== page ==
adding flaked oats to a yeast starter

Post #1 made 1 month ago
Consider adding flaked oats (dry oatmeal flakes) at a rate of 10 grams / 100 grams of Dry Malt Extract (DME) to the water you then boil to prepare in making a yeast starter. The wet oats can be strained off (sanitised strainer!) after cooling during transfer to the vessel where the yeast will be added.

tizoc has provided a link http://scottjanish.com/case-brewing-oats/ with background

Re: adding flaked oats to a yeast starter

Post #2 made 1 month ago
Thats great, I never tried that when making starters because I was not sure about how much to use. Will do next time with 10 g/L

Do you remember from where you got the 10 g/L of oats from? Or is it just because it sounds sensible?

Speaking of yeast starters, I have been using a low-tech yeast starter method known as "Shaken not stirred starter" aka "James Bond Starter" that I'm very happy with, will gather my resources on that topic and make a new thread with those links and a short description.
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Re: adding flaked oats to a yeast starter

Post #3 made 1 month ago
I got the 10% figure from the Scott Janis srticle’s paragraph about viscosity and mouthfeel. There it says that by adding unmalted oats 10% by weight, one gets -19 times more beta glucans and I figure that is good enough if it also works with flaked oats. Is a different amount of oats better? Do flaked oats make as positive a contribution as unmalted oats? I don’t know. My fall-back phrase is, “You’re gonna have to do the experiment.” Lots of experiments.
Note also that huge amounts of goodies for the yeast cells in a starter are provided when replacing up to 40% of the weight with unmalted oats. I am not inclined to go that far, yet.

Thanks for the James Bond starter link. I think the writer is correct. 1) using “supernatant” correctly in a sentence adds credibility 2) use of alcohol(s) to wipe down pouring edges is what is done in lab and discussions of EtOH and MeOH and isopropanol are correct 3) if one grows a big starter long past high Krausen and lets it settle, sometimes you can see two layers of sediment - lighter on top. The better product is the upper layer, so why go to the point where there are two different solids? I will now consider my starter optimal at high Krausen. 4) I have used a homemade stir plate and I agree that significant aeration would occur only at high shear rates and that is bad for yeast cells.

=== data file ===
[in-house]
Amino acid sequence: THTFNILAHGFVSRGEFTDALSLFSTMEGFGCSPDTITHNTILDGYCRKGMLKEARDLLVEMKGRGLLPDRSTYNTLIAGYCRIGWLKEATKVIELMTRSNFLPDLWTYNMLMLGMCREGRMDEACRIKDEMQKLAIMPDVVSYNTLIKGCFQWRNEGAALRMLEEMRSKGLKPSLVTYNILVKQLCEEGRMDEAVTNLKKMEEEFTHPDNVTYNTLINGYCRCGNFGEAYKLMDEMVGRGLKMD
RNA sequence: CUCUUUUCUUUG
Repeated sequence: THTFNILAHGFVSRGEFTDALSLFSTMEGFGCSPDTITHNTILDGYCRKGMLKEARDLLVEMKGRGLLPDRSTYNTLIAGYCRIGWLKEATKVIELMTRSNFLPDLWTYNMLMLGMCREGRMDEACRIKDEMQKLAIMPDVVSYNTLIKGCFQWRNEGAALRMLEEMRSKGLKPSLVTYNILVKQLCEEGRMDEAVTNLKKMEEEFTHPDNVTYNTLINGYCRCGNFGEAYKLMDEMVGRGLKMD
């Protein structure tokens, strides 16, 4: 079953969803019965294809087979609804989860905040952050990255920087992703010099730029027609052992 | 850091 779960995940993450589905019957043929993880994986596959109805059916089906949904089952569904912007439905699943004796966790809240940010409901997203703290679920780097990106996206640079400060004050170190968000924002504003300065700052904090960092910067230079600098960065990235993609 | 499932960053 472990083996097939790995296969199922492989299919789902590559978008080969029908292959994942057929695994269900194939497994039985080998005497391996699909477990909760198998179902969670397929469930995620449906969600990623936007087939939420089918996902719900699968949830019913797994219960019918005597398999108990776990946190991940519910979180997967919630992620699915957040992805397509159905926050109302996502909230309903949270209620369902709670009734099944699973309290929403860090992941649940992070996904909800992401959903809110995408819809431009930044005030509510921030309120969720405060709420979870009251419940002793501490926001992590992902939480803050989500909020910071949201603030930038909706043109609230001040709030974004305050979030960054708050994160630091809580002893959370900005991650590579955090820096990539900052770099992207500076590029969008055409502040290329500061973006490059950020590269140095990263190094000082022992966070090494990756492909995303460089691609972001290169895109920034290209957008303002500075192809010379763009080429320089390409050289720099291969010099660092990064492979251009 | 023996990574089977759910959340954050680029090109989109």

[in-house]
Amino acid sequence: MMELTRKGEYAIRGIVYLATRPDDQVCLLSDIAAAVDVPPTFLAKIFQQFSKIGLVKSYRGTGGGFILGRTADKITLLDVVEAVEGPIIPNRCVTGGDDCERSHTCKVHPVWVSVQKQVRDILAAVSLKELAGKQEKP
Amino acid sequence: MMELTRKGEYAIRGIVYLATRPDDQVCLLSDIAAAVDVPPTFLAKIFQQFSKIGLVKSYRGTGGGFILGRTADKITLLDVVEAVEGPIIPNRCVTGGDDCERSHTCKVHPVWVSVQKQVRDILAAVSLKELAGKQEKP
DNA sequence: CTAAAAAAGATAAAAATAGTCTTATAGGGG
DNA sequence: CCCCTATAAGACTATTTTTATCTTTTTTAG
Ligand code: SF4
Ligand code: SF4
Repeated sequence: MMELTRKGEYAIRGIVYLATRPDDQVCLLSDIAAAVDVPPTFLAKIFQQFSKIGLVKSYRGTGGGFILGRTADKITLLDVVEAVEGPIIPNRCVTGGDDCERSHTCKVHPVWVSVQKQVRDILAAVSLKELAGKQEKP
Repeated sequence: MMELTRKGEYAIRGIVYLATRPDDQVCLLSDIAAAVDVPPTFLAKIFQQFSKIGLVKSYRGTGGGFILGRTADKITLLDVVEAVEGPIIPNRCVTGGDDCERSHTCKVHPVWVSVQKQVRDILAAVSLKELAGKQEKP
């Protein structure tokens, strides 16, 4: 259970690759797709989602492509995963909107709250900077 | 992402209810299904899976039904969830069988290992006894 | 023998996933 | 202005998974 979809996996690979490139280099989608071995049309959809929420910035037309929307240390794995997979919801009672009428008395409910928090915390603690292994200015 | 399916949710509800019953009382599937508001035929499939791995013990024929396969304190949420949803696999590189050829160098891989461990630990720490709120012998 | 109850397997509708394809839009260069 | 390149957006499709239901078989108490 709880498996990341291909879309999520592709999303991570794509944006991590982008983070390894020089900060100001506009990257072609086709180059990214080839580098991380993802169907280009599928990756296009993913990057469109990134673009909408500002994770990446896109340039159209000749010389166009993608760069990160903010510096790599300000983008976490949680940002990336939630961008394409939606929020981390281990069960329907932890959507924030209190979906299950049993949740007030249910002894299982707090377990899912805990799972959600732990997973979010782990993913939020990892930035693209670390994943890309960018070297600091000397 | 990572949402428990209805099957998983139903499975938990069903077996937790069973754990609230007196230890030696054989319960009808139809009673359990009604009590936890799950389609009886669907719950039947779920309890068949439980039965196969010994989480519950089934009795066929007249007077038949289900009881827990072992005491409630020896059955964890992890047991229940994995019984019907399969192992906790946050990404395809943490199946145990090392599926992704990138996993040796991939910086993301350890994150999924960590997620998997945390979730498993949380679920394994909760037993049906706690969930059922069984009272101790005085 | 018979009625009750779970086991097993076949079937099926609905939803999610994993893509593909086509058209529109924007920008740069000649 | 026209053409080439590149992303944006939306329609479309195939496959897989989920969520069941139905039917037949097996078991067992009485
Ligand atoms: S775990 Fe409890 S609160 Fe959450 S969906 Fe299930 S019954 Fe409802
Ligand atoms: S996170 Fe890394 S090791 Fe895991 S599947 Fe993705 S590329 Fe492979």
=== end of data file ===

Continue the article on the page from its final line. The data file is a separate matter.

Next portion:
Keep up the good posts, tizoc.

Bob
Last edited by ShorePoints on 20 Feb 2019, 04:52, edited 1 time in total.

Re: adding flaked oats to a yeast starter

Post #4 made 3 weeks ago
@ShorePoints yesterday I made a starter, added 10g of quick oats to a litre of wort when I boiled it, and then filtered it out.

The started worked fine (at least, it seemed active and CO2 was coming out of it), but something strange happened, it never developed a krausen!
I also noticed that when I shaked it, the foam dissipated very quickly. I guess this is a side-effect of the oils contributed by the oats, but maybe it had nothing to do with the oats at all.

Has this been your experience when adding oats?
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Re: adding flaked oats to a yeast starter

Post #5 made 2 weeks ago
tizoc - I had not yet tried the combination of starter with oats and shaking. until today.
I just got starting materials for my next batch and will get back to you on that in about a week or so. One week later: The outdoor temperature today was above freezing and I got to brew.
Starter without oats v. starter with oat flakes - to compare Krausen levels
100 gms of golden light DME in 1L of RO water was boiled in saucepan 1 for 5 min, then half (500 ml) was transferred to a second saucepan 2. To saucepan 2 was added 5 gms of flaked oats (not quick oats) and contents of both saucepans were boiled for an additional 3 min. Both were allowed to cool to room temperature (19 ºC) before transfer to sanitized plastic soda bottles of 2 L capacity. Saucepan 2 was poured through a sanitized strainer to remove soggy oat flakes. Both plastic bottles were shaken by hand for 45 seconds. The amount of foam in #2 (oats) was slightly less than foam in #1. Then 5.5 gms of US05 dry yeast was added to each plastic bottle and shaken for 5 seconds. After 4 hours, the foam/Krausen in bottle #1 was greater than in bottle #2 (oats). The liquid in bottle #2 was darker than the liquid in #1. After another 4 hours, the volume of Krausen in #1 was about double of that in #2.
Both have since been pitched to the same batch of wort. The difference will no longer be tracked.
One experiment on US05 in 'shaken, not stirred' starter with oat flakes showed less Krausen than without oat flakes - agreeing with your observation.
Does it mean anything? :scratch: :think:
Next experiments would be to split the batch of wort and separately pitch the two starters. That was not for today, sorry.
Last edited by ShorePoints on 10 Mar 2019, 06:31, edited 1 time in total.

Re: adding flaked oats to a yeast starter

Post #6 made 2 weeks ago
Thank you! this confirms what I suspected.

I'm not sure what to think about it, on one hand, the foam going away so quickly when oats are added, is counterproductive for what you are supposed to be accomplishing with the SNS method (lots of foam to increase surface area). On the other hand, the presence of such lipids should make oxygen less important (at least thats my understanding based on those experiments where they use olive oil instead of oxygenation to help with yeast growth).

Maybe it doesn't matter? :scratch:
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